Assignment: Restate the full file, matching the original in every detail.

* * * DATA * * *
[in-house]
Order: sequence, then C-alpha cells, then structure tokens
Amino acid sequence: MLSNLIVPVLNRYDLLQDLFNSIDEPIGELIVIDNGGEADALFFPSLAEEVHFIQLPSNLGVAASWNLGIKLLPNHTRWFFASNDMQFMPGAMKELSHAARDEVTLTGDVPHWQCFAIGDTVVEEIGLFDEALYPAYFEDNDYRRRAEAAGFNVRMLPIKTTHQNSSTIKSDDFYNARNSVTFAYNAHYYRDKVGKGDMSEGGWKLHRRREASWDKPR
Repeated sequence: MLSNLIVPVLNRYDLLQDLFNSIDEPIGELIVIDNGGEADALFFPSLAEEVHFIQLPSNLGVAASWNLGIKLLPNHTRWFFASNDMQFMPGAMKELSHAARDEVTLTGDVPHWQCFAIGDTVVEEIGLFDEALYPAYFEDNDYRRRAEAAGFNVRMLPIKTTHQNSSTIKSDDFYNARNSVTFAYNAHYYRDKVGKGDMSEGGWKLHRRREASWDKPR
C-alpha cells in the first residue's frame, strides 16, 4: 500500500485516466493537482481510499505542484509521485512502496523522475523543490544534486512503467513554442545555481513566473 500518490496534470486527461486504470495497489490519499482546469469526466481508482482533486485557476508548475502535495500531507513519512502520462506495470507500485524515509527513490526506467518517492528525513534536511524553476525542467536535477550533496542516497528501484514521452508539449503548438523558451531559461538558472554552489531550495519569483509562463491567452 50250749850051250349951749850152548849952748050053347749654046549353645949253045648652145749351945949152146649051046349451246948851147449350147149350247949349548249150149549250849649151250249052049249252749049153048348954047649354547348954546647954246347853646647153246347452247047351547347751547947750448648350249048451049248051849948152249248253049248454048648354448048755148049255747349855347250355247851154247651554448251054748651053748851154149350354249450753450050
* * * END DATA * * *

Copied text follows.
[in-house]
Order: sequence, then C-alpha cells, then structure tokens
Amino acid sequence: MLSNLIVPVLNRYDLLQDLFNSIDEPIGELIVIDNGGEADALFFPSLAEEVHFIQLPSNLGVAASWNLGIKLLPNHTRWFFASNDMQFMPGAMKELSHAARDEVTLTGDVPHWQCFAIGDTVVEEIGLFDEALYPAYFEDNDYRRRAEAAGFNVRMLPIKTTHQNSSTIKSDDFYNARNSVTFAYNAHYYRDKVGKGDMSEGGWKLHRRREASWDKPR
Repeated sequence: MLSNLIVPVLNRYDLLQDLFNSIDEPIGELIVIDNGGEADALFFPSLAEEVHFIQLPSNLGVAASWNLGIKLLPNHTRWFFASNDMQFMPGAMKELSHAARDEVTLTGDVPHWQCFAIGDTVVEEIGLFDEALYPAYFEDNDYRRRAEAAGFNVRMLPIKTTHQNSSTIKSDDFYNARNSVTFAYNAHYYRDKVGKGDMSEGGWKLHRRREASWDKPR
C-alpha cells in the first residue's frame, strides 16, 4: 500500500485516466493537482481510499505542484509521485512502496523522475523543490544534486512503467513554442545555481513566473 500518490496534470486527461486504470495497489490519499482546469469526466481508482482533486485557476508548475502535495500531507513519512502520462506495470507500485524515509527513490526506467518517492528525513534536511524553476525542467536535477550533496542516497528501484514521452508539449503548438523558451531559461538558472554552489531550495519569483509562463491567452 50250749850051250349951749850152548849952748050053347749654046549353645949253045648652145749351945949152146649051046349451246948851147449350147149350247949349548249150149549250849649151250249052049249252749049153048348954047649354547348954546647954246347853646647153246347452247047351547347751547947750448648350249048451049248051849948152249248253049248454048648354448048755148049255747349855347250355247851154247651554448251054748651053748851154149350354249450753450050